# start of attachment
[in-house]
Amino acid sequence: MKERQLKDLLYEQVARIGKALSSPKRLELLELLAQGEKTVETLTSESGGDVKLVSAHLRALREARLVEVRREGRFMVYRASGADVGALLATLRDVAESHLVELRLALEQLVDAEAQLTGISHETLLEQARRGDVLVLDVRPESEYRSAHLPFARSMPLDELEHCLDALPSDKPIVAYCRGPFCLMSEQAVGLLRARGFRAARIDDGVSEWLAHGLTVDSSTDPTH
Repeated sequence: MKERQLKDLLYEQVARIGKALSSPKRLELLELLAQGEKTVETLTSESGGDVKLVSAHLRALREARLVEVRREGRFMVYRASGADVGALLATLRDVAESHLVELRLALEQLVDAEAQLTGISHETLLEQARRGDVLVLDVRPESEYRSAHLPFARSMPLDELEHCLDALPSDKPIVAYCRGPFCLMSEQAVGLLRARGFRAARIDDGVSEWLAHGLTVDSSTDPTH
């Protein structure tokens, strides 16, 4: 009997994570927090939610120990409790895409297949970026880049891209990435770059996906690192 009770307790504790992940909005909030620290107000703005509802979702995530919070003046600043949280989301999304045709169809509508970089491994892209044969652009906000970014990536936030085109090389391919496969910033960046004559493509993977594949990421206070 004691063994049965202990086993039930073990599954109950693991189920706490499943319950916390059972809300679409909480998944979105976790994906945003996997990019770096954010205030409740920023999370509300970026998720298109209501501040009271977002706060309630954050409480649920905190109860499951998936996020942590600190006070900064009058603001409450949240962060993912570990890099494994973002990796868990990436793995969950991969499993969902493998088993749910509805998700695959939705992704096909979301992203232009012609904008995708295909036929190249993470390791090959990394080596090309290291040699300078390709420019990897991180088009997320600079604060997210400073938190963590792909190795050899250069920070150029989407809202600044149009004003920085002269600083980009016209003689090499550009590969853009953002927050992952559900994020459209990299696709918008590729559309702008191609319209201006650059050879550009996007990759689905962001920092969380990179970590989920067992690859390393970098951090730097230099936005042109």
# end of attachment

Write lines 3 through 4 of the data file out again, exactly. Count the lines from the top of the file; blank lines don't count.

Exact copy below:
Repeated sequence: MKERQLKDLLYEQVARIGKALSSPKRLELLELLAQGEKTVETLTSESGGDVKLVSAHLRALREARLVEVRREGRFMVYRASGADVGALLATLRDVAESHLVELRLALEQLVDAEAQLTGISHETLLEQARRGDVLVLDVRPESEYRSAHLPFARSMPLDELEHCLDALPSDKPIVAYCRGPFCLMSEQAVGLLRARGFRAARIDDGVSEWLAHGLTVDSSTDPTH
């Protein structure tokens, strides 16, 4: 009997994570927090939610120990409790895409297949970026880049891209990435770059996906690192 009770307790504790992940909005909030620290107000703005509802979702995530919070003046600043949280989301999304045709169809509508970089491994892209044969652009906000970014990536936030085109090389391919496969910033960046004559493509993977594949990421206070 004691063994049965202990086993039930073990599954109950693991189920706490499943319950916390059972809300679409909480998944979105976790994906945003996997990019770096954010205030409740920023999370509300970026998720298109209501501040009271977002706060309630954050409480649920905190109860499951998936996020942590600190006070900064009058603001409450949240962060993912570990890099494994973002990796868990990436793995969950991969499993969902493998088993749910509805998700695959939705992704096909979301992203232009012609904008995708295909036929190249993470390791090959990394080596090309290291040699300078390709420019990897991180088009997320600079604060997210400073938190963590792909190795050899250069920070150029989407809202600044149009004003920085002269600083980009016209003689090499550009590969853009953002927050992952559900994020459209990299696709918008590729559309702008191609319209201006650059050879550009996007990759689905962001920092969380990179970590989920067992690859390393970098951090730097230099936005042109």